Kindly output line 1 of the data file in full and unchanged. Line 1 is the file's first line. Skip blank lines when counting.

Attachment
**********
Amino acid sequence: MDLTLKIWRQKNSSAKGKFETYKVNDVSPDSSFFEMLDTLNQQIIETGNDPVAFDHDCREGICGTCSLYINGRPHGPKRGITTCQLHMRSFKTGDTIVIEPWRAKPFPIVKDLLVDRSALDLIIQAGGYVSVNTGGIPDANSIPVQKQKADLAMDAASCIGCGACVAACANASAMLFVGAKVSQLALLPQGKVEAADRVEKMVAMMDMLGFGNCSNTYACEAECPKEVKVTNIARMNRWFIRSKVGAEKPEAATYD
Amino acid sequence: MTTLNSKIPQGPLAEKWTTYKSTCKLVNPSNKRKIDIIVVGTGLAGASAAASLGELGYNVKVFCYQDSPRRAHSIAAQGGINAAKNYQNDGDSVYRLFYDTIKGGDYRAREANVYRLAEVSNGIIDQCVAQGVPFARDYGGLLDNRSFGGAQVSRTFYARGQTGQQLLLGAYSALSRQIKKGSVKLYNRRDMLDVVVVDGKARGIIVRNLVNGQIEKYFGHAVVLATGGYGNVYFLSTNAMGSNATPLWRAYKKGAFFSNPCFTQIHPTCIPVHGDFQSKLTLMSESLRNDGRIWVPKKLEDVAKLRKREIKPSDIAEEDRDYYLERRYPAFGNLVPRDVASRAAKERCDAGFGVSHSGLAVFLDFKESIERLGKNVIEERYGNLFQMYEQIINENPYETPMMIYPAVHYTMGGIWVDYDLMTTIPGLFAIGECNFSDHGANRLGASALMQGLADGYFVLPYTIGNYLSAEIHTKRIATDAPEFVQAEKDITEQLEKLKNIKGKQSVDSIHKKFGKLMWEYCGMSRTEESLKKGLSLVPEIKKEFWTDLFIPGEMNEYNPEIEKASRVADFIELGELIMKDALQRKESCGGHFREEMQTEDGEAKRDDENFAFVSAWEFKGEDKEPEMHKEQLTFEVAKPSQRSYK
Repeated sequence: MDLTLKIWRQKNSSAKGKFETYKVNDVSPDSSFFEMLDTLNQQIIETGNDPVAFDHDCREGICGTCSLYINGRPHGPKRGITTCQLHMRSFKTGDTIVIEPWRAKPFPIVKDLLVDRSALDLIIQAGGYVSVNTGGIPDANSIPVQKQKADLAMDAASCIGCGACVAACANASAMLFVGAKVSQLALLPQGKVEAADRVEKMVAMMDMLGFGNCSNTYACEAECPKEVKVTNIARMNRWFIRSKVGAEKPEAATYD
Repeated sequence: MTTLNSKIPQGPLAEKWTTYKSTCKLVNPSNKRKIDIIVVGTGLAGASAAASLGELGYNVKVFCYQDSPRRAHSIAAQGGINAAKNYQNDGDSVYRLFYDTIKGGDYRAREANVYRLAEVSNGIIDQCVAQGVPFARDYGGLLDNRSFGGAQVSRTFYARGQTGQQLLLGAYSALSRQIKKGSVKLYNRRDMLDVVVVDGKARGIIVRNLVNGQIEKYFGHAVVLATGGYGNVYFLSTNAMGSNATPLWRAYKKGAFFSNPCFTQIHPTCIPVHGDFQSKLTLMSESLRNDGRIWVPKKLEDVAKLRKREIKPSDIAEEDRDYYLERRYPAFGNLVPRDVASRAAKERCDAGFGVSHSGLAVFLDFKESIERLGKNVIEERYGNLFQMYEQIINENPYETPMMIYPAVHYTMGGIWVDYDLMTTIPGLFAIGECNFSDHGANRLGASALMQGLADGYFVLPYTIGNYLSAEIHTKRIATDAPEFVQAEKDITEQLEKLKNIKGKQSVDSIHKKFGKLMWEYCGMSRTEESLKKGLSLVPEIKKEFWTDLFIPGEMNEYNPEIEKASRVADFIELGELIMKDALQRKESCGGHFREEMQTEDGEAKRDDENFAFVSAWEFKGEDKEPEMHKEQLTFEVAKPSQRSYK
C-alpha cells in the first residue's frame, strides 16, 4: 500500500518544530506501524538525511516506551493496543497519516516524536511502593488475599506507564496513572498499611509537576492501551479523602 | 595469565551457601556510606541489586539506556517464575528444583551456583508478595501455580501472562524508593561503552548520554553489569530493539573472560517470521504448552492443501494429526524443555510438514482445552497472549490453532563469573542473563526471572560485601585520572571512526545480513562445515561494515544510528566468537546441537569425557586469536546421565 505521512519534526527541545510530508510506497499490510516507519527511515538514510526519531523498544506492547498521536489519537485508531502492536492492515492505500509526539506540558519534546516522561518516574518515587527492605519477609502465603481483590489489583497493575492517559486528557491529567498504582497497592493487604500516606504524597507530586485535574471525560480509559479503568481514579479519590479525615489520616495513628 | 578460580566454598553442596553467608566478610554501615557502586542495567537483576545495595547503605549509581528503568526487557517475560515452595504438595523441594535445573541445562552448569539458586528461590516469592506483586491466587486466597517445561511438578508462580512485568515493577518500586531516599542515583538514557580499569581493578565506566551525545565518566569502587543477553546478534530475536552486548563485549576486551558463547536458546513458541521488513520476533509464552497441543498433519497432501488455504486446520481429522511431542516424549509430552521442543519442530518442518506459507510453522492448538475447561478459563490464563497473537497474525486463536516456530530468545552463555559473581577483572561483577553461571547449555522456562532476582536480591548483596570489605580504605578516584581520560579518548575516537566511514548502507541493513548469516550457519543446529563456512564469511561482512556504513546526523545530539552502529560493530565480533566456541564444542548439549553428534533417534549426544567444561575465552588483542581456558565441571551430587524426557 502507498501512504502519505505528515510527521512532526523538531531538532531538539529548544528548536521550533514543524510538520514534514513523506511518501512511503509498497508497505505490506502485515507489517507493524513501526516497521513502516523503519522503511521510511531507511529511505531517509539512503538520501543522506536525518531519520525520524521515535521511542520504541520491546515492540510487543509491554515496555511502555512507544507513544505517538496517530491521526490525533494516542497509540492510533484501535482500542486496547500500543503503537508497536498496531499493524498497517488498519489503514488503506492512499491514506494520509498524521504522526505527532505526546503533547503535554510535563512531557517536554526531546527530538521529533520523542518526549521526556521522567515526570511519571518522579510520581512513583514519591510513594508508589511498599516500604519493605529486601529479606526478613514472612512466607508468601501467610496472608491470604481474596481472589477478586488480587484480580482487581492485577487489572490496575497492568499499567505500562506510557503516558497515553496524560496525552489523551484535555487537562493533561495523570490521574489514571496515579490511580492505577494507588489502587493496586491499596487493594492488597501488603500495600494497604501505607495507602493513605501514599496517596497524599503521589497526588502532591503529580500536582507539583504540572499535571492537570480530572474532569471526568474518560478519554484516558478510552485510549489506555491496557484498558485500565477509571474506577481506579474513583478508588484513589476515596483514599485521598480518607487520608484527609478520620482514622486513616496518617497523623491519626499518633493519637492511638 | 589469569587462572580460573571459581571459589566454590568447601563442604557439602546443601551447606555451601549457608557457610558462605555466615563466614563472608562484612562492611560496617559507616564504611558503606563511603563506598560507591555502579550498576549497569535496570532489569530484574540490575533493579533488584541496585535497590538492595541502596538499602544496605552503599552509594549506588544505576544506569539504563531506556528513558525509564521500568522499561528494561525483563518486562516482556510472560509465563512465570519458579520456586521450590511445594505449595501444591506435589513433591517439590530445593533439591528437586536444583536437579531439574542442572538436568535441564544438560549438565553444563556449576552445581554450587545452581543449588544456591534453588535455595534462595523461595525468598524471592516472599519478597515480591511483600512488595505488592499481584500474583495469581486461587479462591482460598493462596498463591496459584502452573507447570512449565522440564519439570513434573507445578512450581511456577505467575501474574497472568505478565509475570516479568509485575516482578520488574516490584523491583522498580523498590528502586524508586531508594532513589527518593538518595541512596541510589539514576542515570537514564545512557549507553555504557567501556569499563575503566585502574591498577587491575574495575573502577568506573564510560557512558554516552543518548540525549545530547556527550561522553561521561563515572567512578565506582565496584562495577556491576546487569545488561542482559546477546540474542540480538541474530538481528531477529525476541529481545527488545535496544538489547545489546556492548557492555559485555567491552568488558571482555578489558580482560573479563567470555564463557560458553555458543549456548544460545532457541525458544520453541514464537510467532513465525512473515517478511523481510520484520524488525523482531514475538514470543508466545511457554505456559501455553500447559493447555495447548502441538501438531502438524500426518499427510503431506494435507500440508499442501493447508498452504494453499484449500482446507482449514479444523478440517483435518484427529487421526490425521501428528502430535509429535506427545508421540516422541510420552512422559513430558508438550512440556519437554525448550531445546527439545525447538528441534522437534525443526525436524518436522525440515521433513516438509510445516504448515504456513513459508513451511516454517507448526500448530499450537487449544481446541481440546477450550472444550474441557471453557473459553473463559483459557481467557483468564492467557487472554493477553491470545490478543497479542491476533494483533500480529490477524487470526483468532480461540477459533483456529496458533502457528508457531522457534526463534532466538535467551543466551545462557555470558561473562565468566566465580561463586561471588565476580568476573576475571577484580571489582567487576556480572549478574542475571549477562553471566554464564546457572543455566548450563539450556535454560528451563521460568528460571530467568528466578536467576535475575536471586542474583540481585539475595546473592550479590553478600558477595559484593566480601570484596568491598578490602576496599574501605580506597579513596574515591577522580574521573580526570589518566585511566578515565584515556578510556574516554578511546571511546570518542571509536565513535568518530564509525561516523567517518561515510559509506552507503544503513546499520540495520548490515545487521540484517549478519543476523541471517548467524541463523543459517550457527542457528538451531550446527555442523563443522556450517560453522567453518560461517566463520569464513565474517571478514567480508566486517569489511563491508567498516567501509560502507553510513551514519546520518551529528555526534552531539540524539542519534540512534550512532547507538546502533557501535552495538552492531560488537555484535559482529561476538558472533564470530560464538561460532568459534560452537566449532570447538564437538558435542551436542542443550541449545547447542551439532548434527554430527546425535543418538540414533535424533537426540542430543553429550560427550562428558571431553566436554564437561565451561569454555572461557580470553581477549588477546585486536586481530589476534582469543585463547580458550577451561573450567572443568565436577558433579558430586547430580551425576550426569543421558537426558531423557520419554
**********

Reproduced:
Amino acid sequence: MDLTLKIWRQKNSSAKGKFETYKVNDVSPDSSFFEMLDTLNQQIIETGNDPVAFDHDCREGICGTCSLYINGRPHGPKRGITTCQLHMRSFKTGDTIVIEPWRAKPFPIVKDLLVDRSALDLIIQAGGYVSVNTGGIPDANSIPVQKQKADLAMDAASCIGCGACVAACANASAMLFVGAKVSQLALLPQGKVEAADRVEKMVAMMDMLGFGNCSNTYACEAECPKEVKVTNIARMNRWFIRSKVGAEKPEAATYD